|Date of Birth||September 17, 1892|
|Place of Birth||Rat Portage (Kenora), Ontario|
|Next of Kin||WC Huggins, Imperial, Saskatchewan|
|Trade / Calling||farmer and engineer|
|Religion||Church of England|
|Service Record||Link to Service Record|
|Battalion||3rd Battalion, CRT|
|Force||Canadian Expeditionary Force|
|Branch||Canadian Railway Troops|
|Enlisted / Conscripted||Enlisted|
|Address at Enlistment||Imperial, Saskatchewan|
|Date of Enlistment||April 1, 1916|
|Age at Enlistment||23|
|Theatre of Service||Europe|
|Prisoner of War||No|
|Date of Death||January 24, 1981|
|Age at Death||88|
|Buried At||Woodlawn Cemetery, Saskatoon, Saskatchewan|
Rudolph (Ralph) Huggins was born on 17 September 1892 in Rat Portage (later renamed Kenora), Ontario. Both of his parents, William Caro Huggins and Eliza(beth) Harriet Betsworth, were born in England. William immigrated to Canada as a young child with his parents and siblings and along with his brother James first came to the Lake of the Woods area around 1877 as they travelled to Beausejour, Manitoba to take up homesteading. Drawn by the beauty of the lake, William returned to the Keewatin/Rat Portage area in 1880, eventually becoming a steamboat captain on Lake of the Woods. On 23 November 1889, in Winnipeg, William married Eliza, an opera singer from the Shoreditch area of London. They first made Keewatin their home where son William Clarence was born on 19 November 1890 but by the time of Ralph’s birth they had moved to nearby Rat Portage. Other known children born to the family, all in Rat Portage/Kenora, were Cyril Clifford (25 December 1893), Irene Mona (5 July 1895), Frederick Edwin (Ted) (10 November 1897), Alberta Louise (16 January 1900), George (8 November 1901), and Vincent Caro (12 September 1905).
According to the family history as published in the book The Imperial Review, William Sr owned and operated several steamboats on the Lake of the Woods and became Captain of the SS Keenora in 1897, carrying freight and passengers between Rat Portage and Rainy River. Along with his wife he operated stopping places at Oak Island, Dog Island, and Yellow Girl on the lake. With the opening of the railway and the slowing down of the steamboat travel on Lake of the Woods, the family moved to Winnipeg around 1906 and from there to Imperial, Saskatchewan. William Sr and Cyril worked the Qu’Appelle on Last Mountain Lake that had runs from Port Hymen to Watertown. The family farmed in the area and ran a summer resort on Imperial Beach.
Ralph signed his attestation papers on 1 April 1916 in Regina, Saskatchewan. His occupation was given as farmer and engineer, and his father William back in Imperial as next of kin. Having a hernia that he eventually had surgery to repair, he was discharged as medically unfit on December 30th. With the onset of conscription, he next signed recruitment papers in November of 1917 but he was unable to keep up with the vigorous demands of training, still weak from the surgery, and was discharged in February of 1918. A third set of attestation papers were signed on 17 May 1918, this time with the Army and Navy Veterans Construction Company. Ralph embarked from Montreal on 13 July 1918 but the ship returned to Halifax 5 days later. He next embarked from Halifax aboard the Carnarvonshire on 3 August, arriving in Liverpool on the 16th. He was posted to the Canadian Railway Troops Depot and proceeded overseas that October to join the 3rd Battalion, Canadian Railway Troops in the field. Ralph returned to England in January of 1919 and embarked for Canada aboard the Northland in late March, discharged from service on 11 April. His brothers William and Cyril both enlisted during the war.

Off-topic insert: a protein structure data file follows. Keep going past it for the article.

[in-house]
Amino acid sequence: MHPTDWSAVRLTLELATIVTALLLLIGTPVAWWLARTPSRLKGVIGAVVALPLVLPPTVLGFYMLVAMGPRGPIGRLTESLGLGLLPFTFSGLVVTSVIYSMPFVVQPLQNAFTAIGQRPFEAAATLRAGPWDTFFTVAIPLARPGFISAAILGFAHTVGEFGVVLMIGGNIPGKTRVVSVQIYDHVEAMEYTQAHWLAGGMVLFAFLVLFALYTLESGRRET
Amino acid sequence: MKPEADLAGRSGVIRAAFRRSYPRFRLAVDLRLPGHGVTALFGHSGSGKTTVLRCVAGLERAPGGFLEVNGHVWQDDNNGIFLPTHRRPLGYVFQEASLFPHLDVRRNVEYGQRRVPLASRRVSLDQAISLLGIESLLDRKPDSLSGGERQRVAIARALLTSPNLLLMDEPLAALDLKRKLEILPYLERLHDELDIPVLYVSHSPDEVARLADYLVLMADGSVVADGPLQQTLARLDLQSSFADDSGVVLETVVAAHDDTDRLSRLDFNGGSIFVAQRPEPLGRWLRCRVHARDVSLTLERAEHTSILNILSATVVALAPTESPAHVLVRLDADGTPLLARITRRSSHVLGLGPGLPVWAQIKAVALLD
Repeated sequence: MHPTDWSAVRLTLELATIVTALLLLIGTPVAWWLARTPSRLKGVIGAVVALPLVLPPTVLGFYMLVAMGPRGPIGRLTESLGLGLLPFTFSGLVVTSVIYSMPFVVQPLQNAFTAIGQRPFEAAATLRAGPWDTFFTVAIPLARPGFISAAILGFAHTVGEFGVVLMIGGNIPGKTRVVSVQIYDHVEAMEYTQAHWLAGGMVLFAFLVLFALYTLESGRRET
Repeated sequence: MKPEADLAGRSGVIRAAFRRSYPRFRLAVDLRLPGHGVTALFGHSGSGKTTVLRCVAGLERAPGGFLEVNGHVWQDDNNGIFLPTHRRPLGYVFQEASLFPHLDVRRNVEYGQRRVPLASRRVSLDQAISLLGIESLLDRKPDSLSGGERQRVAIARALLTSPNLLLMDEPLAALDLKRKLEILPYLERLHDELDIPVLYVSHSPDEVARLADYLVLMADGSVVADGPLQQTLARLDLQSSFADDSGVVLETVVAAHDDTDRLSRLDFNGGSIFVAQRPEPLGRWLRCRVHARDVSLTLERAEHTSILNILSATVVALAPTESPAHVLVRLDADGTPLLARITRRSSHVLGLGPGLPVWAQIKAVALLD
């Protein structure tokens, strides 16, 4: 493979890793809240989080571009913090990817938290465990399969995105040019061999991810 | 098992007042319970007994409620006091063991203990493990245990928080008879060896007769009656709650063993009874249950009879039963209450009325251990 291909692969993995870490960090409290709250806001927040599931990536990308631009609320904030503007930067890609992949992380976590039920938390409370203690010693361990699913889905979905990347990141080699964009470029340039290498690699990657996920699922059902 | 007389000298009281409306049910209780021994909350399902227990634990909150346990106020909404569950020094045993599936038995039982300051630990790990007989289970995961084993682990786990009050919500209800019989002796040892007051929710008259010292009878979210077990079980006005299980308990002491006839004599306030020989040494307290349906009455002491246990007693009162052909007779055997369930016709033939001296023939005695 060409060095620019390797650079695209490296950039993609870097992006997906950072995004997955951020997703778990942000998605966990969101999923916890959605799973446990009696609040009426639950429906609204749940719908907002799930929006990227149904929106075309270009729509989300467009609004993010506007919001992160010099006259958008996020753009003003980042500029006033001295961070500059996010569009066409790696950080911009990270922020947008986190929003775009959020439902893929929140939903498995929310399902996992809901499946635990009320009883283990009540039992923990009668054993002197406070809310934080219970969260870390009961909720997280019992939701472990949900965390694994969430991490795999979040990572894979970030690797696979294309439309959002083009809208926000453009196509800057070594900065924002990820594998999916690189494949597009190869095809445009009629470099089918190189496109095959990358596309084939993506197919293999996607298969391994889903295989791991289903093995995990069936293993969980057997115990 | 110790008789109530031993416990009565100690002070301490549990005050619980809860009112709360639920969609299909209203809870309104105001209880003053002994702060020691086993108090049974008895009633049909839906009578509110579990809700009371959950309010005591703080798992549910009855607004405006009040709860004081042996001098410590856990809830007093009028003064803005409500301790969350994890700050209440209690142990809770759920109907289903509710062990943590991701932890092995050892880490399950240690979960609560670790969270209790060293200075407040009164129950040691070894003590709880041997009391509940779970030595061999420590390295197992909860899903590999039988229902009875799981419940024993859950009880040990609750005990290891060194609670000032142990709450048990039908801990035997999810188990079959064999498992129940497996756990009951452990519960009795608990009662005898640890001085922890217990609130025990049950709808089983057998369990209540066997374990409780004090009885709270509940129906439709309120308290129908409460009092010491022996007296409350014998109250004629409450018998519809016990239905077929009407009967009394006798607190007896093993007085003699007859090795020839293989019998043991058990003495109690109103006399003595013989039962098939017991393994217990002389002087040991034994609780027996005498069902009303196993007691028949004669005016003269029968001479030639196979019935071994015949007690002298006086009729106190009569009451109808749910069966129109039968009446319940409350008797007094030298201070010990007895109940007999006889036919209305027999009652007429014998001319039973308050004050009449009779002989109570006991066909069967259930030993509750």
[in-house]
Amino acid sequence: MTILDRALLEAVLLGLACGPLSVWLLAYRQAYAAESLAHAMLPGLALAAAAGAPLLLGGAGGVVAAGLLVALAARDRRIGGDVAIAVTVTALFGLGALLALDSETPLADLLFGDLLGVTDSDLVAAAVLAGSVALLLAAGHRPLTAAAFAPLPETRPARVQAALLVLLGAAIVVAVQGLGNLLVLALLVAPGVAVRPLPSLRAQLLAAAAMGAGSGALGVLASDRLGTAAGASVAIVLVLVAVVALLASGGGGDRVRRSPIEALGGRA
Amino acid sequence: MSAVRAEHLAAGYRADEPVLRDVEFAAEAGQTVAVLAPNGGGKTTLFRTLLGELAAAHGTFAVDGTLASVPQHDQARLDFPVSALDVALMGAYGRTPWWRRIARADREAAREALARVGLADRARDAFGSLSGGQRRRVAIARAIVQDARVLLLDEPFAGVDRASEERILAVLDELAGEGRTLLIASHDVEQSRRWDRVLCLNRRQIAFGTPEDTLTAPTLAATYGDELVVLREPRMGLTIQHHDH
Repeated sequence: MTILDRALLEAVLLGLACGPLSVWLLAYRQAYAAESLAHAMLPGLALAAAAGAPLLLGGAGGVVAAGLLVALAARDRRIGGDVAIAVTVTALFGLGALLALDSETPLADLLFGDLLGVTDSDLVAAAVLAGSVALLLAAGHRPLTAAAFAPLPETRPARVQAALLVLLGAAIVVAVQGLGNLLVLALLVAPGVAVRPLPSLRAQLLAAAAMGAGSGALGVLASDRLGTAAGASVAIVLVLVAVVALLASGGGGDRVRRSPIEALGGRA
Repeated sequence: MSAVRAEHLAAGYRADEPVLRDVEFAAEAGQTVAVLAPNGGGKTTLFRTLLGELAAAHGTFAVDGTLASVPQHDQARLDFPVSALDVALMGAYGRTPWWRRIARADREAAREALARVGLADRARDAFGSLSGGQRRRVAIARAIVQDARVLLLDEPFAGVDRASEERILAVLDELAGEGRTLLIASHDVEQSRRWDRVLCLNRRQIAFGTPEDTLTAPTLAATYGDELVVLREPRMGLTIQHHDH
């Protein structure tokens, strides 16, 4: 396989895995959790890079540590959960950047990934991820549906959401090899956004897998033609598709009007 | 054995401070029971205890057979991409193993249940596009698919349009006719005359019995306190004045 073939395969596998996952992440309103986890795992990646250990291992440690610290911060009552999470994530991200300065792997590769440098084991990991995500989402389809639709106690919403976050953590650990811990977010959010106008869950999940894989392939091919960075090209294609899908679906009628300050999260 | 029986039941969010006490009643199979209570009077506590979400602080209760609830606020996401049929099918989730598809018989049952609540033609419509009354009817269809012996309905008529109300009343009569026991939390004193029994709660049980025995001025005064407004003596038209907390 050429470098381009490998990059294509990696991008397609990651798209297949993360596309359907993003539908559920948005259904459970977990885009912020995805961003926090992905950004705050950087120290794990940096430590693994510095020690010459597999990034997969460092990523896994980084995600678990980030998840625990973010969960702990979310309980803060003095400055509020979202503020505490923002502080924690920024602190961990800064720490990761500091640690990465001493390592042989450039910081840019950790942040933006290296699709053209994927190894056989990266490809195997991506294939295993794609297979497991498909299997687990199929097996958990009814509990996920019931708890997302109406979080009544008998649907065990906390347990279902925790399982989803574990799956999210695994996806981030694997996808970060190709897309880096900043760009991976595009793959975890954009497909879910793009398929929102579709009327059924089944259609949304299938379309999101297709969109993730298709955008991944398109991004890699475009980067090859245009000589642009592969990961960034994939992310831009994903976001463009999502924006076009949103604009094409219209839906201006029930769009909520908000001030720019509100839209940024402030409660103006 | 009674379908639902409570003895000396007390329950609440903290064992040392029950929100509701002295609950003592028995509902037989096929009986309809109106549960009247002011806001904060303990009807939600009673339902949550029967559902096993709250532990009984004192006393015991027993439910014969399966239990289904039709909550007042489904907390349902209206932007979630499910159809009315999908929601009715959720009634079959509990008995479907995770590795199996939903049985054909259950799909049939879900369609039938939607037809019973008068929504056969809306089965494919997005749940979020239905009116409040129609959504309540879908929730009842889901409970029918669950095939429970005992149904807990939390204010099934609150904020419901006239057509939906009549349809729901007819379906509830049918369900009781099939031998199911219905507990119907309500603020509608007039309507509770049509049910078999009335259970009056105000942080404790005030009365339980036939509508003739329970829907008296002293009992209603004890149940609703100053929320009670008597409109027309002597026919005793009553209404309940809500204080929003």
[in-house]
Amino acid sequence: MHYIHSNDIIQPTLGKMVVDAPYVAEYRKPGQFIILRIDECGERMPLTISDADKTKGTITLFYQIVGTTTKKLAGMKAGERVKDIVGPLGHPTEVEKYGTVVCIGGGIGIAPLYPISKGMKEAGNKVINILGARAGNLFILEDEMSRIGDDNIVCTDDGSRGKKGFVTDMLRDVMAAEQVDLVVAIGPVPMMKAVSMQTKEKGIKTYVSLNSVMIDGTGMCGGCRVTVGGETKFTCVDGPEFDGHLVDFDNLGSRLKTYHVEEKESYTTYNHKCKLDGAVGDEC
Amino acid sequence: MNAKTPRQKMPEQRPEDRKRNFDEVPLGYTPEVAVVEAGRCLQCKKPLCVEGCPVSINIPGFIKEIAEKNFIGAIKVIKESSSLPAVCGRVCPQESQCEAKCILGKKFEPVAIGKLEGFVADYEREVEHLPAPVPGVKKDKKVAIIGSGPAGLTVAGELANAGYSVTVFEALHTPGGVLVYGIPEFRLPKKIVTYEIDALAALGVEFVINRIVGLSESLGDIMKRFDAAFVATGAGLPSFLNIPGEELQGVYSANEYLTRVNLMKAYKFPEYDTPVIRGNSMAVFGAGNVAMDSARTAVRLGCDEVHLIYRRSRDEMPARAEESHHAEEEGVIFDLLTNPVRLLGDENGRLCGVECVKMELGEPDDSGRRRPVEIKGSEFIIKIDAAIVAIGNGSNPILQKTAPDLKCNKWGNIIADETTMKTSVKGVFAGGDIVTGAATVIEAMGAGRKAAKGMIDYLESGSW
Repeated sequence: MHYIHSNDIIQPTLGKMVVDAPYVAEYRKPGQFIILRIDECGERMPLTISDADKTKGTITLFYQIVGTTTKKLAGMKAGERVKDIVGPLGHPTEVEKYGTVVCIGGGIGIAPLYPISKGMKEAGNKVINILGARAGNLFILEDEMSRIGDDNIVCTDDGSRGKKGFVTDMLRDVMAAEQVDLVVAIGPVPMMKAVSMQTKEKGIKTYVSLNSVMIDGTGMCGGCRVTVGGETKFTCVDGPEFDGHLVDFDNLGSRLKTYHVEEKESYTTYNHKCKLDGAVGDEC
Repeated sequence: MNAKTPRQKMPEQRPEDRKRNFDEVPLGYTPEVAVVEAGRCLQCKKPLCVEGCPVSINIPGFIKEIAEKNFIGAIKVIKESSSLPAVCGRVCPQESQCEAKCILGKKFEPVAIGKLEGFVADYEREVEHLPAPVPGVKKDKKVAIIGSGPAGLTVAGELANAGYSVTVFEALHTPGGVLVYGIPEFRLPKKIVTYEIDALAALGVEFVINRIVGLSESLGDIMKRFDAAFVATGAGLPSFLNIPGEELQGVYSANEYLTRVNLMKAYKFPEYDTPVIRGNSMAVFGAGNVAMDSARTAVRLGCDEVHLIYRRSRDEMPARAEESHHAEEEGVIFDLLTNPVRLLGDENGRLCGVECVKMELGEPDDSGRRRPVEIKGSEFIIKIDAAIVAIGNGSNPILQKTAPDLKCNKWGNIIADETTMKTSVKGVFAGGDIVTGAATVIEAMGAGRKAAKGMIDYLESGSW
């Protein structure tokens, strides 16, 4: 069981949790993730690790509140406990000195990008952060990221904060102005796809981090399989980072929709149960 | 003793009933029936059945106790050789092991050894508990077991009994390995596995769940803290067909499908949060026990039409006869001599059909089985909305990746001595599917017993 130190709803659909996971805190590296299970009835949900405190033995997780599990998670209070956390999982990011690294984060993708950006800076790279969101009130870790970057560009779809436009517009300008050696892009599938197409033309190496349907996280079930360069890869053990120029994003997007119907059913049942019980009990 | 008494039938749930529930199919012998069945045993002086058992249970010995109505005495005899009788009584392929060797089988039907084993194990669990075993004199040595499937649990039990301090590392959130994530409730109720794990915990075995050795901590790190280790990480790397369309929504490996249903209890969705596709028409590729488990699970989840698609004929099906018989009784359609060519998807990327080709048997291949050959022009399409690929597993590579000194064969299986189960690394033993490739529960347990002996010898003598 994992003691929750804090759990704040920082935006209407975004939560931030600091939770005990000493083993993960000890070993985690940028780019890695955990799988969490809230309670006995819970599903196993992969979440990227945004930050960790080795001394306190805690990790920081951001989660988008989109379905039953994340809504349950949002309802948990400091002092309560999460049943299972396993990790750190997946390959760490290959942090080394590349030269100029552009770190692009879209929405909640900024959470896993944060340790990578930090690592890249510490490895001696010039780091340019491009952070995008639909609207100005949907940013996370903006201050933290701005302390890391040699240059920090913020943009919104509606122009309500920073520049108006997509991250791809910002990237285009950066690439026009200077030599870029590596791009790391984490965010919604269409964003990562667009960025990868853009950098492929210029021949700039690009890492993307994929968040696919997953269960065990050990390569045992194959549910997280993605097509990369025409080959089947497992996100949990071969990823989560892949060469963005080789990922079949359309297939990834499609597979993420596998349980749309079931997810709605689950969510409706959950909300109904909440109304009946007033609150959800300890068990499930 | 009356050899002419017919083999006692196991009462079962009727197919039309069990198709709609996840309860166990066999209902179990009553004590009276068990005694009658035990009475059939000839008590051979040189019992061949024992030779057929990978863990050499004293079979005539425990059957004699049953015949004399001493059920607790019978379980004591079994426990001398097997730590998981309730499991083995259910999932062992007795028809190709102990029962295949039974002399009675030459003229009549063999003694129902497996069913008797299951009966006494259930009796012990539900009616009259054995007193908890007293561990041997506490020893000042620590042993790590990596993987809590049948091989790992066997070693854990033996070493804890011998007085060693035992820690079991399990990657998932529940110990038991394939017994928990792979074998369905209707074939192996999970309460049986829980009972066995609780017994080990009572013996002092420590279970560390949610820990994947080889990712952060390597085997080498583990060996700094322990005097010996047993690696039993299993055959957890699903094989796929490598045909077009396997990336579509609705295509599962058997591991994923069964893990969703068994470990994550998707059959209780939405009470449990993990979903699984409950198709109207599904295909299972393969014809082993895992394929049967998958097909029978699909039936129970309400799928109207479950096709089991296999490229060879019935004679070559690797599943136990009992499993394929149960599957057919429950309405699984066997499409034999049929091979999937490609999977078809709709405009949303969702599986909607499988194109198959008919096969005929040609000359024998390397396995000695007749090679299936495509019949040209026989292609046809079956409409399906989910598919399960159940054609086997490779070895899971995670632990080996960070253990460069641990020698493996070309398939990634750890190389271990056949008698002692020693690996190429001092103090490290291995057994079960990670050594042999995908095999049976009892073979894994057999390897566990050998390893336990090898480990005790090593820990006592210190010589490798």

Following his return from the war Ralph married Annie McPherson and settled at Fort San, a former sanatorium near Fort Qu’Appelle. Fort San was opened in 1917 during a time when tuberculosis infections were increasing, and was built to house 358 patients. It was a self-sufficient institution with vegetable gardens, livestock, a power house, and an extensive library for patients provided by World War I veterans. Ralph served with the RCAF during WW2, moving to Saskatoon in 1944 where he worked as chief engineer at the Sanatorium until his retirement in 1960. After retirement he operated the Imperial Beach summer resort. Ralph and Annie had four children, sons Ralph, George and Reginald, and daughter Evelyn.
Ralph died on 24 January 1981 in a hospital in Saskatoon. He was predeceased by his sister Alberta in 1922 in Winnipeg, son Reginald in 1934, his father William in 1937 and mother Eliza in 1947 (both interred in the Imperial Cemetery), brother George in 1959 in Los Angeles, brother William in 1964 in Regina, and his wife Annie just 10 days prior to his own death. At the time of his death he was survived by sons Ralph of Winnipeg and George (Mac) of Saskatoon, daughter Evelyn (Roy) Perrin of Killarney, Manitoba, seven grandchildren and two great grandchildren. He was also survived by his brothers Vincent of Imperial and Ted of Kenora, and sister Irene (Percy) Strange of White Rock, BC. Ralph and Annie are interred in the Woodlawn Cemetery, Saskatoon.
by Judy Stockham
gravemarker photo, obituary, and relevant pages from The Imperial Review including the WW2 photo of Ralph and photo of his parents: courtesy of Elsie Henry, Saskatoon